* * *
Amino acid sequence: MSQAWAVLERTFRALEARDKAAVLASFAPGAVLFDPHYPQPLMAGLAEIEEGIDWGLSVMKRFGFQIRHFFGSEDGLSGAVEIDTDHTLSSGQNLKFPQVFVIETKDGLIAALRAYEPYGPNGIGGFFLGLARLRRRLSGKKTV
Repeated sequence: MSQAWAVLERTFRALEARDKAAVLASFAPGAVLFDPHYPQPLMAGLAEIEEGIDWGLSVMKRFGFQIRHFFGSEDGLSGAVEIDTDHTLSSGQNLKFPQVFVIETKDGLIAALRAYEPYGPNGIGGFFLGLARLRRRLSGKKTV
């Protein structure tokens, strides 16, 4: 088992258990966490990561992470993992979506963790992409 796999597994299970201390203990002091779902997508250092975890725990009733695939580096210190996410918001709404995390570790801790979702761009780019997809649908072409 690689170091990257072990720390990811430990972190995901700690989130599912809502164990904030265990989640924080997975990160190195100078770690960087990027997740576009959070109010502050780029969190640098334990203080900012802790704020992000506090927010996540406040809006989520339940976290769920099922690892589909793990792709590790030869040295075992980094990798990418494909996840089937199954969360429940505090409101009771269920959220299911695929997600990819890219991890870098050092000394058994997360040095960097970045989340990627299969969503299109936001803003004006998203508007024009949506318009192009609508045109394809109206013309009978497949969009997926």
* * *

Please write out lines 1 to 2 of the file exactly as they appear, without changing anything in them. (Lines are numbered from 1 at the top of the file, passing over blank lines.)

Amino acid sequence: MSQAWAVLERTFRALEARDKAAVLASFAPGAVLFDPHYPQPLMAGLAEIEEGIDWGLSVMKRFGFQIRHFFGSEDGLSGAVEIDTDHTLSSGQNLKFPQVFVIETKDGLIAALRAYEPYGPNGIGGFFLGLARLRRRLSGKKTV
Repeated sequence: MSQAWAVLERTFRALEARDKAAVLASFAPGAVLFDPHYPQPLMAGLAEIEEGIDWGLSVMKRFGFQIRHFFGSEDGLSGAVEIDTDHTLSSGQNLKFPQVFVIETKDGLIAALRAYEPYGPNGIGGFFLGLARLRRRLSGKKTV